Americans are addicted to fear and here's one story about why. A cute, athletic teen was running near her home. She noticed a car following a short distance behind her. As she paused to look at the car, three scary looking men got out and started after her. She ran around a corner and hid, then went to a neighbors and called 911. The police apprehended the men - all registered sex offenders. How often does this type of event happen? Not nearly as much as the media would have us believe. Bear with me for a moment and read to the end to find out if this story is true or not.
When we hear a story like the one above, we extrapolate to all the dangerous things that could happen to our children or our loved ones. James Breckenridge, a professor of psychology at Stanford University, says that... "negative information is stickier because the brain pays more attention to anything that appears threatening." What we don't focus on are all the safe children. From a positive view of this situation, this young woman knew what to do. She was aware of her surroundings and she immediately sought help. Carrying a cell phone is an extra precaution.
"If it bleeds, it leads" headlines encourage us to believe that we live in a much more dangerous world than ever before. In our current “Culture of Fear,” as the author Barry Glassner states, the average person believes crime has increased in the U.S., while it actually plunged in the 1990s and is today about where it was in the 1970s.
The new brain science demonstrates that the brain’s neural pathways are stimulated by repeated emotions. The more we feel afraid, stressed, or sad, the more susceptible we become to those states. Over time these feelings become habituated. Much like the alcoholic who can’t stop drinking, the news or drama/trauma junkie, gets a sort of high.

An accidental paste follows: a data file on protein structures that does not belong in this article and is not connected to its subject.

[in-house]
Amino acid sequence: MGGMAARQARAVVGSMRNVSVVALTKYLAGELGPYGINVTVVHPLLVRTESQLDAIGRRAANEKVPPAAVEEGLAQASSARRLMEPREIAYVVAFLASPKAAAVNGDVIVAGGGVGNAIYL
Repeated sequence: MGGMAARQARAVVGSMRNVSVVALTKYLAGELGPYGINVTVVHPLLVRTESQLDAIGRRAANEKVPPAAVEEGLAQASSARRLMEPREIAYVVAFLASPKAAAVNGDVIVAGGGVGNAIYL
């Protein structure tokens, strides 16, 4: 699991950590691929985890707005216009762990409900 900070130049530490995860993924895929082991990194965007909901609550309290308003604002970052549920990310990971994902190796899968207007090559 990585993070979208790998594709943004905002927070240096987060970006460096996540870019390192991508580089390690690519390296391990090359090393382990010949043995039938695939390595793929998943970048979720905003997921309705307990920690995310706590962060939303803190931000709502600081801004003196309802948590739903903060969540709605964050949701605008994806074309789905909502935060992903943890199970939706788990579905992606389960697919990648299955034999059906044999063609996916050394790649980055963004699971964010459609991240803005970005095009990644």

What's the solution? Awareness and retraining our attention to seek out the positive. The above story is true and happened to a young teen in Stanislaus County. As a child of 7 I was molested by a stranger in my neighborhood. I called him "the pony man and he was creepy looking." He had a camera and took cute photos of kids on the pony. What the moms didn't know was that he was also molesting vulnerable children. Though I was an exception, research shows, that most children are hurt not by strangers, but by people they know. In the 60s we weren't taught about how to protect ourselves. I learned after my experience to trust my "oh-oh" feeling and stay away from certain men. Fear serves a purpose when it's protective without limiting our ability to trust and connect. Yes, we want to empower our children, but not terrify them.